This article is by Carolyn Henderson, the managing half of Steve Henderson Fine Art. She is a Regular contributing writer for FineArtViews and her freelance writing appears in regional newspapers, online magazines, and her humor blog, Middle-Aged Plague.
I am reading a book called How to Become a Famous Writer before You're Dead by Ariel Gore, who has not, I am afraid, written a similar tome, How to Become a Famous Artist before You're Dead.
However, the journey is the same -- you know, the hard work, the agonizing over why that persona has "made" it and you have not, the wondering if you're good enough, the ups, the downs, the rejection, the hope, the dropping into bed at night and losing yourself in an Agatha Christie novel.
In one mental interview between the hypothetical aspiring writer and the actual published one, Gore outlines the question:
"Do I have to read everything from ancient to modern to all the schlock in the journals? Worse yet, do I have to understand it?"
I'll translate this into Visual Artist Speak:
"Do I have to look at everybody else's paintings/sculptures?"
In answer, Gore passes the baton to Garrison Keillor, of Prairie Home Companion Fame, who says:
"Ignorance of other writers' work keeps me from discouragement and I am less well-read than the average bus driver."
While I dispute the narrow field of the average bus driver's literary expertise (there seems to be a lot of wait time in certain driving careers), I appreciate the sentiment.
Constantly looking at other people's stuff and comparing it to your own -- while done with the goal of learning from the "masters" and improving your own craft -- does, indeed, risk the result of discouragement for many reasons:
1) Their stuff may be so much better than yours that you see no way of ever reaching that height. Maybe so, especially if you are a rank beginner. While an initial foray into discouragement at the onslaught isn't such a bad thing -- after all, there are those of us who are a bit too overweeningly confident in our every ability -- too much bogs us down to a point of inertia.
2) Their stuff may not actually be that good, but their income may be fantastic. "Is this what SELLS?" we ask ourselves. Who knows why some things sell and others don't -- but what we can know is that we never win by denying who we are in order to produce something that we think others want. Second guessing the market is not a science -- witness the stock market -- and for an artist, it can drive one to insanity.
3) We can spend so much time looking at, studying, and learning about other people's work, that we have no time or inspiration to do our own.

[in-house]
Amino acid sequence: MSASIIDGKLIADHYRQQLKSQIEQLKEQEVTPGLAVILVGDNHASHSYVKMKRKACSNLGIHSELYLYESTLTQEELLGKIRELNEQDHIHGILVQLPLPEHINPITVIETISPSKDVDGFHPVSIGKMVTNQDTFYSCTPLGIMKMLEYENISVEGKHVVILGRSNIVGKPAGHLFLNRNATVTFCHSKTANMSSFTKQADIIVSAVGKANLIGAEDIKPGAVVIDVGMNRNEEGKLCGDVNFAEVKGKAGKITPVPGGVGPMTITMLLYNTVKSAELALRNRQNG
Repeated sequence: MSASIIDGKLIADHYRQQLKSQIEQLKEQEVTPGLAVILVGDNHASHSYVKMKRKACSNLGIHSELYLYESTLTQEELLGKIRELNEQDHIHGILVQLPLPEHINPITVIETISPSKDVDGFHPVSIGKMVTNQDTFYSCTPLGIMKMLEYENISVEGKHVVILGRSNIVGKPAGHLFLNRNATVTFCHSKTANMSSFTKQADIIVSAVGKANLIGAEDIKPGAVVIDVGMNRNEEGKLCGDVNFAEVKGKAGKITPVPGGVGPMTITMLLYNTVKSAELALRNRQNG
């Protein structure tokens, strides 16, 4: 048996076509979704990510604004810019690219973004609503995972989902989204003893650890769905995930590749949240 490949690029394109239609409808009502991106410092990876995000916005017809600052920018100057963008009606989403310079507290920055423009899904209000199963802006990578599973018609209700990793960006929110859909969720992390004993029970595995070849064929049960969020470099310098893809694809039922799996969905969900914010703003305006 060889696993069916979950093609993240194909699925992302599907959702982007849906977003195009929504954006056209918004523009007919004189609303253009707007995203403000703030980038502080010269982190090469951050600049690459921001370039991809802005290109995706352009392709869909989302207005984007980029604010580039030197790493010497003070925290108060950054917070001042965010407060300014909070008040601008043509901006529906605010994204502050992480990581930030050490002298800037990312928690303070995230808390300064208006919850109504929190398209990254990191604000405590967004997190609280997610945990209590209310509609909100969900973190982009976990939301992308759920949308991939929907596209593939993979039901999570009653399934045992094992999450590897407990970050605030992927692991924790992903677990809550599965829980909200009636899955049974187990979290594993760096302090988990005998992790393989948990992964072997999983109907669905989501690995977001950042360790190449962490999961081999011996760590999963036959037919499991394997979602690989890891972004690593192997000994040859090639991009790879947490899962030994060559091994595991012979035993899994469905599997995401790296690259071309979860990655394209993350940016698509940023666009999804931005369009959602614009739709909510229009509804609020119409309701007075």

There is a balancing act between continuing to learn -- being the student -- and continuing forward -- being the artist, and the percentage of time we devote to each adjusts as we progress on our journey.
That being said, by the time an artist reaches an intermediate level of competency, looking at other people's work becomes not only more limited, but specific as well: "That is an incredible way of looking at light. What was she doing here?" You may be able to figure out the technique and modify it to your own experience; then again, you may not, since so much of what artists do results from the way they see, and not everyone sees the same.
When the Norwegian Artist started out, he spent a lot of time with his dead artist friends -- the Great Names and the Overlooked But Excellent painters of the past -- and he was able to review everything from great art to not-so-great art that had survived the test of time and stood more on its own than on the marketing prowess of the artist or his manager.
There was also no economic discouragement factor – okay, so this artist brought in $25,000 a year in 1835. As long as you didn't do the math, it wasn't so unreachable.
Night after night, while I read Agatha Christie, the Norwegian Artist pored over museum collections and works of individual artists -- analyzing, reviewing, studying techniques, identifying true good art from bad, and internalizing the lessons so that they could be brought out, consciously or subconsciously, in the next day's paintings. Only after much time with his deceased colleagues did Steve look at the work of living artists, and then only when one caught his eye enough for its superb treatment of the subject or the medium.
C.S. Lewis, one of the 20th century's few Christian intellectuals, prefaced his anecdotes and advice with these words (paraphrased):
"If this works for you and makes sense, then pursue it. If it makes no sense to you, however, and it actually makes you regress, then by all means do not feel pressured to apply it to your situation."
So, as far as looking at other artists' work to improve your own: if it works for you, go for it. But if it doesn't, and you only feel a sense of discouraged lassitude afterwards, then give it up already. There's never enough time to paint as it is.